Valuation Plays Key Role in FIN 48 Compliance

FASB Interpretation (FIN) 48 requires companies to assess their tax positions and set aside reserves for any amount which do not meet the recognition threshold and thus may result in tax assessments upon audit. FIN 48 applies to all tax positions within the scope of Statement of Financial Accounting Standards (SFAS) No. 109, Accounting for Income Taxes, regardless of their level of uncertainty or the nature of the position. The FASB issued FIN 48 in an effort to minimize diversity in accounting for uncertainty in income taxes and to enhance transparency in financial reporting.

Generally, a tax position is defined as something that can result in a permanent reduction of income taxes payable, a deferral of income taxes, or a change in realization of deferred tax assets. Examples would include the following:

  • A decision not to file a tax return
  • An allocation of a shift in income between jurisdictions
  • Characterization of income or a decision to exclude reportable taxable income in a return
  • A decision to classify a transaction, entity, or other position in a tax return as tax exempt

Deferral for Private Companies

FIN 48 took effect for public companies for years beginning after Dec. 15, 2006, but at the time the effective date for private companies was still being debated. On Oct. 15, the FASB decided, for the second time in two years, to defer FIN 48 for private companies. For nonpublic companies, implementation will be for fiscal years beginning after December 15, 2008.

The implementation date has been delayed for the most part because of the lack of clarity regarding pass-through entities. The FASB plans to issue a FASB staff position (FSP), in which it will propose implementation guidance for pass-through entities. The FSP will ask for input as to the accounting issues pertaining to pass-through entities under FIN 48. The Board will then develop guidance based on the input it receives.

Disclosures

Many companies have already adopted FIN 48 and have turned their attention to the annual disclosure requirements. Under FIN 48, a company must include a number of disclosures including the following:

  • Tabular reconciliation of the total aggregate amount of the unrecognized tax benefit at the_beginning and end of the period including the following:
  • The effects of the positions taken during the year
  • Changes in assessments of prior-period position
  • The impact of settlements with taxing authorities
  • The total amount of unrecognized tax benefits that, if recognized, would affect the effective tax_ rate (ETR).
  • The total amount of interest and penalties recognized in the financial statements.
  • Potential significant increases/decreases to the total unrecognized tax benefit that could occur within_the next 12 months, including the following:
  • Nature of uncertainty
  • Nature of event that might trigger the change
  • A description of tax years that remain subject to examination by major tax jurisdictions.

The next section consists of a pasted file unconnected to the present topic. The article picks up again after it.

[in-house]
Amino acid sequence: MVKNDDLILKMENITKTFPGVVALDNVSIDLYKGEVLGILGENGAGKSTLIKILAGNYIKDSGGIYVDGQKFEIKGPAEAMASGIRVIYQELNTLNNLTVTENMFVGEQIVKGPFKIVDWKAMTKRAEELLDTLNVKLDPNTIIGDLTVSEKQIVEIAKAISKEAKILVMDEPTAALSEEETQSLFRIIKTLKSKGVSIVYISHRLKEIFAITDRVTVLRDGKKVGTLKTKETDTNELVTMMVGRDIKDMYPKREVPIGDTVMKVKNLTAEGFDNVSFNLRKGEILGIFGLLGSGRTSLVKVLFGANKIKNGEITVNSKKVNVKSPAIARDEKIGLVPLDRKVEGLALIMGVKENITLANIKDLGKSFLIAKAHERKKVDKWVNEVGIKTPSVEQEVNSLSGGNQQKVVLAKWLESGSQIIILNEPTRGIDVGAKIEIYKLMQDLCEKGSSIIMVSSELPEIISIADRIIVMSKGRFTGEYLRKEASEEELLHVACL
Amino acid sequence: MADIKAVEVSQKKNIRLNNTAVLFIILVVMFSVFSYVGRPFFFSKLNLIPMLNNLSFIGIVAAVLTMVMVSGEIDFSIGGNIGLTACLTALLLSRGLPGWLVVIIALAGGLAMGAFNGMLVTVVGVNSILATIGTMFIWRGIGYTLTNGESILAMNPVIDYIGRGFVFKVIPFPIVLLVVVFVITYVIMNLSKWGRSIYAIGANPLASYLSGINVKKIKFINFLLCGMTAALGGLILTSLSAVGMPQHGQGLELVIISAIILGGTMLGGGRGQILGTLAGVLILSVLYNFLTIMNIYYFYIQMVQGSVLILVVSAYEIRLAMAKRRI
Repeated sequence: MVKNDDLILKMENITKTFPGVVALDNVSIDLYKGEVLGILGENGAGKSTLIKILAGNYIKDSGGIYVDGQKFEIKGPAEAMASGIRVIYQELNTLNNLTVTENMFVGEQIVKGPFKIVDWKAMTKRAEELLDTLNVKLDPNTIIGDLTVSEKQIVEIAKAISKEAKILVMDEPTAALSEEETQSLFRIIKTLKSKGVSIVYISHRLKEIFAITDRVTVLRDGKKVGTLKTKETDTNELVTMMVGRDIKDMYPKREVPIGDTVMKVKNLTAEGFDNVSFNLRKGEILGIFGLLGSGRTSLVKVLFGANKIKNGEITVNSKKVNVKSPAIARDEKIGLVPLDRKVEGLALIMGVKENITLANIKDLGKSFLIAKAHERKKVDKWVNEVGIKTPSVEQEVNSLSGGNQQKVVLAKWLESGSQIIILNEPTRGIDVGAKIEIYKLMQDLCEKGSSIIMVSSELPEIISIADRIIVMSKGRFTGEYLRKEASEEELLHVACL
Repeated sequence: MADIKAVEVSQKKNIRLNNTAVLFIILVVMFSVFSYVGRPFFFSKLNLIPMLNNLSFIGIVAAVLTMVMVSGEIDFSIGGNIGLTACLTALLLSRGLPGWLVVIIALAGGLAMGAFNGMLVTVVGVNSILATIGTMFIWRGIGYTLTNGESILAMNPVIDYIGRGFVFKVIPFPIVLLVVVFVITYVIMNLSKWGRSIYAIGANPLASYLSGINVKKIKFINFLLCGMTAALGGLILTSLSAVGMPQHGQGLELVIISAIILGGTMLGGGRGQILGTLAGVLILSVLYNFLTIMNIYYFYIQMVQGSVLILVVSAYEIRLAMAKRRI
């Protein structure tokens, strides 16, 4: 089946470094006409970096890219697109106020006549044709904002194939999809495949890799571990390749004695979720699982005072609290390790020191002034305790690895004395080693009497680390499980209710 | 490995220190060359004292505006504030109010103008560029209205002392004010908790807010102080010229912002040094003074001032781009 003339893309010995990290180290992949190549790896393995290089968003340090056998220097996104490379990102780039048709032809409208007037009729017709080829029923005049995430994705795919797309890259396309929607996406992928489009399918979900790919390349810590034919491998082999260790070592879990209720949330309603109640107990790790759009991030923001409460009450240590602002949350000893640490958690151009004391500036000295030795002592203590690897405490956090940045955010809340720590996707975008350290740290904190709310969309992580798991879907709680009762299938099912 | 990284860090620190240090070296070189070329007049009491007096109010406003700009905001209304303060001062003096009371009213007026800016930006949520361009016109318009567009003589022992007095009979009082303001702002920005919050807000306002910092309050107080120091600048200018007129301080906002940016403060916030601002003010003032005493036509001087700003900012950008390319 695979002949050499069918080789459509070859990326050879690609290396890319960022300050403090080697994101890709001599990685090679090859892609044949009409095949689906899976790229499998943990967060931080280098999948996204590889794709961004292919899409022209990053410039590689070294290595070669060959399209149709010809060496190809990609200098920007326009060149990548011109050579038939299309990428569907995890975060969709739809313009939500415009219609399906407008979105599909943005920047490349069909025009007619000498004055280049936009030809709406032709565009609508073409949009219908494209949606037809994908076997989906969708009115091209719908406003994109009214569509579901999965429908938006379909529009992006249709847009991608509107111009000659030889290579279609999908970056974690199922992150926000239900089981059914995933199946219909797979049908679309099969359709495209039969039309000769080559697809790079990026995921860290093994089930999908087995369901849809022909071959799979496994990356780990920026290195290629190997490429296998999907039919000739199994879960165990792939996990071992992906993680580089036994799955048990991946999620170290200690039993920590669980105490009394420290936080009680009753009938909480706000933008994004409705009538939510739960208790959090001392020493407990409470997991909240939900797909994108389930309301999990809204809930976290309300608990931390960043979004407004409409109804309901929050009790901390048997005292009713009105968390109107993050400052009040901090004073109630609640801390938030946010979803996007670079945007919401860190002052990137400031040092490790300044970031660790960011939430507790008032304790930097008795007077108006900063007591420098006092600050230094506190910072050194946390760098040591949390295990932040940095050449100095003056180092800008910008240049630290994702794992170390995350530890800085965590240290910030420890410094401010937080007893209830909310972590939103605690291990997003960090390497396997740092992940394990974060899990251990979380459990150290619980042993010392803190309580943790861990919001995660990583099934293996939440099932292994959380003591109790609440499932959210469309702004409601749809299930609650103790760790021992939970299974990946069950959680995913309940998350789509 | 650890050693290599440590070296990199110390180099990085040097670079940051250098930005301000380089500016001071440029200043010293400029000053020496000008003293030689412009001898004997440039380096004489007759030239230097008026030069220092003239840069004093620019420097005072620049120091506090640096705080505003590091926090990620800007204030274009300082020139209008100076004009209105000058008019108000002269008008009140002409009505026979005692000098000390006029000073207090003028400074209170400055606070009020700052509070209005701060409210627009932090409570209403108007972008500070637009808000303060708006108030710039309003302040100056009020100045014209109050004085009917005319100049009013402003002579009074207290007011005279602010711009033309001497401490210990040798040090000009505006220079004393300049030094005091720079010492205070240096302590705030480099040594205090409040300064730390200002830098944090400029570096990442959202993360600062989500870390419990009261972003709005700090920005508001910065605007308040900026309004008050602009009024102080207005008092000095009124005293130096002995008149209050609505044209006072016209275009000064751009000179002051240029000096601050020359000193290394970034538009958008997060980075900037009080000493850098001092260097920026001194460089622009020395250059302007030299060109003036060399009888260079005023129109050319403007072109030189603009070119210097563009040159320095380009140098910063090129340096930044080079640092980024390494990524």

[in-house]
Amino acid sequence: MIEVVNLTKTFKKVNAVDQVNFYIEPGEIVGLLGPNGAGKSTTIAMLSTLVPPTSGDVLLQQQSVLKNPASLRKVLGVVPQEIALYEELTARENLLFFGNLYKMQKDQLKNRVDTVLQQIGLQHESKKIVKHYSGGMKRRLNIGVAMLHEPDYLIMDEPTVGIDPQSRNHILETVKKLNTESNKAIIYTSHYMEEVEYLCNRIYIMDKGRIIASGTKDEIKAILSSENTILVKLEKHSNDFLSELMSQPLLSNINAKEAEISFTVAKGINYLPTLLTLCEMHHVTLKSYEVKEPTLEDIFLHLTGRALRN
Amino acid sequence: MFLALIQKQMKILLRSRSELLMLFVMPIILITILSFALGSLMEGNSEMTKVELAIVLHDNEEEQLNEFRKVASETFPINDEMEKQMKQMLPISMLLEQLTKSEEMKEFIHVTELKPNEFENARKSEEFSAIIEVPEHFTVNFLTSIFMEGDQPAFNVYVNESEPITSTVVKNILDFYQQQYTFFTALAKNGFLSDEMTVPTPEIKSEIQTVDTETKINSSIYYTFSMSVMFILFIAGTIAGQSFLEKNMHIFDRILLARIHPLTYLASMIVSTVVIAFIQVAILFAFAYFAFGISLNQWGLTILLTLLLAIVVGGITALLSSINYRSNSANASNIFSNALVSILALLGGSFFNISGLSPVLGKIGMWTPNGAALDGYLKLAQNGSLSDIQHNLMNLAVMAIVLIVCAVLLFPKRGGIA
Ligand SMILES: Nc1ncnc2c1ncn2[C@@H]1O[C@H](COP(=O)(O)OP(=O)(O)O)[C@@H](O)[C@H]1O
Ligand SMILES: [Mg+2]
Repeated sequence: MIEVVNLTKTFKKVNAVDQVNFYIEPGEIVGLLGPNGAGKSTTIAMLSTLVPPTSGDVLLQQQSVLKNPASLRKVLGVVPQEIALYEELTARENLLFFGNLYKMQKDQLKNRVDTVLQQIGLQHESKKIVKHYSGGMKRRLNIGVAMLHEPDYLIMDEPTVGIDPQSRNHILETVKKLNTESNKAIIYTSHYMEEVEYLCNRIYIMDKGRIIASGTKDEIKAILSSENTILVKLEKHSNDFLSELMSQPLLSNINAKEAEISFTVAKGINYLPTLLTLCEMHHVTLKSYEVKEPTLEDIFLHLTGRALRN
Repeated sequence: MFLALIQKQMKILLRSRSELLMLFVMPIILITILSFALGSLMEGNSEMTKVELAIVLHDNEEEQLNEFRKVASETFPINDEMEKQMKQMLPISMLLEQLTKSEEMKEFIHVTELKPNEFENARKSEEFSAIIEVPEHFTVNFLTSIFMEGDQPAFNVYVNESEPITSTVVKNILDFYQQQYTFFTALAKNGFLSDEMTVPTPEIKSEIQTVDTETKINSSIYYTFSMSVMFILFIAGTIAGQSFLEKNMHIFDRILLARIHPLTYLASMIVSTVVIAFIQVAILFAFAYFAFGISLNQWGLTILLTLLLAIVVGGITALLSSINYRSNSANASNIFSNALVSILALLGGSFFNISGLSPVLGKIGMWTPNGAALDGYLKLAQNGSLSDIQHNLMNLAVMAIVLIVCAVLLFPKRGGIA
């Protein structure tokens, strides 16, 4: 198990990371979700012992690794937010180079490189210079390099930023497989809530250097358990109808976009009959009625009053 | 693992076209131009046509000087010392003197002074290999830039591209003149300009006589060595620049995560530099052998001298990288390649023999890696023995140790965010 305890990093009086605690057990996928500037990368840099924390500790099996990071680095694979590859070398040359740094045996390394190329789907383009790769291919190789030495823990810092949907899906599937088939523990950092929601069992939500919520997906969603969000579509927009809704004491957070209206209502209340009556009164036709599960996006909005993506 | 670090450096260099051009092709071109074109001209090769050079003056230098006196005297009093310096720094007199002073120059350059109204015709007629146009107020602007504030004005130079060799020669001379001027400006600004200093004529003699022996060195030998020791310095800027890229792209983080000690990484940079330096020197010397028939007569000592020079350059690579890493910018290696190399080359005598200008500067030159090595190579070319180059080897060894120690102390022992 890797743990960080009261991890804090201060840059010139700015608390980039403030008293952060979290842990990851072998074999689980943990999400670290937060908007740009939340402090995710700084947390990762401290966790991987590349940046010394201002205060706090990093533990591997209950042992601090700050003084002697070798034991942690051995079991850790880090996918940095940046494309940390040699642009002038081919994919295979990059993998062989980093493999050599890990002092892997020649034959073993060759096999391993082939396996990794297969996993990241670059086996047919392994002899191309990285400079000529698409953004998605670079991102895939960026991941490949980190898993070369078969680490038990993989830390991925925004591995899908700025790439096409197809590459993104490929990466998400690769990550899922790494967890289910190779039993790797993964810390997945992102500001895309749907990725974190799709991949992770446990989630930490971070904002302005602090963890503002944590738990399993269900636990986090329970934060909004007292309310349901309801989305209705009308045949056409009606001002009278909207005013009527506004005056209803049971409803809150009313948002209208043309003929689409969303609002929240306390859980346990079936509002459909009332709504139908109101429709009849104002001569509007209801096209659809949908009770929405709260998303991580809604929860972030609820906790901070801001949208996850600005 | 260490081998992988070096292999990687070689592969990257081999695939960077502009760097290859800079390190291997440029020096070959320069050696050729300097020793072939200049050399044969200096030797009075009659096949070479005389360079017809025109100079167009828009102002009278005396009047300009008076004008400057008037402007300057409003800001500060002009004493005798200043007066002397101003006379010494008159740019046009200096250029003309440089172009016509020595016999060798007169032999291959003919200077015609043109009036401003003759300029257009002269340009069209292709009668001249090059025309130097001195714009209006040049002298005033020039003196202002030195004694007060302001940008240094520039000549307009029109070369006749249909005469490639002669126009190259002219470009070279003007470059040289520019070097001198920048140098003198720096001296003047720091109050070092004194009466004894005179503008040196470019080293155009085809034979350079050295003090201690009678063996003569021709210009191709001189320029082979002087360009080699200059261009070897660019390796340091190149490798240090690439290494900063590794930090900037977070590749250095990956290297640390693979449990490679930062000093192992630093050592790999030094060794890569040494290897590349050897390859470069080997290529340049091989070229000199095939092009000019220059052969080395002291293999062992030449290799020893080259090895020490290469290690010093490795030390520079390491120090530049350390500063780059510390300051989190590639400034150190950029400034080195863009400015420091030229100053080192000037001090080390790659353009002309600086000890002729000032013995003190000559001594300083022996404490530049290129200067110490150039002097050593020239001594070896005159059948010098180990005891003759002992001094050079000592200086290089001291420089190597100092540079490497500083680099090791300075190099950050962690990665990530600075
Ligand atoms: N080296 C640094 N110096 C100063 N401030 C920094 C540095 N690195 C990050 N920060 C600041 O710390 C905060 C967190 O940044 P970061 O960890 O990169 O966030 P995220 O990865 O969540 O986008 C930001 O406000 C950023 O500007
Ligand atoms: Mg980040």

Valuation services are often required for FIN 48 compliance. The following case studies represent examples of how we could help support the FIN 48 analysis which must be undertaken by companies as part of their quarterly and annual financial statement processes.

Case Studies

  1. A private manufacturer and distributor of automobile components has plans to go public in the near term. The company has subsidiaries in Canada, China, Germany and Mexico. The Canadian operations have lost money for a number of years and in 2007 the US parent took a worthless stock deduction on its US income tax return. In preparing the financial statement to be included in the public filing, the company evaluated its tax positions under FIN 48. In reviewing the documentation related to the worthless stock deduction, the company concludes that the worthless stock deduction was based on the book balance sheet. In order to document the worthlessness of the entity and support that no reserve is required for FIN 48 purposes, VRC could assist by performing a valuation of the company. A valuation which supports that the company was insolvent would be helpful in concluding that the company would not be required to establish a FIN 48 reserve related to this issue.
  2. A multinational public company engaged in the consumer goods industry acquired another US multinational group in the same business in 2008. The acquired company has two subsidiaries located outside the United States, in the United Kingdom and in Italy. The Italian subsidiary had been acquired by the target in 2006 and the target had made a Section 338 election to step up the basis in the Italian subsidiaries assets for US tax purposes. The Italian subsidiary generates Subpart F income annually. There had not been a valuation supporting the purchase price allocation related to the acquisition of the Italian subsidiary. Accordingly, the earnings and profits calculation supporting the Subpart F determination was estimated. VRC would be available to perform a purchase price allocation related to the acquisition of the Italian subsidiary in support of the earnings and profits computation and the related Subpart F income amount, thus assisting in the determination of the need for a FIN 48 reserve.

Documentation

Companies must identify and document new uncertain tax positions that arise during the past year. Sarbanes-Oxley also calls for companies to review tax positions on a quarterly basis. For more information regarding FIN 48, contact your VRC representative.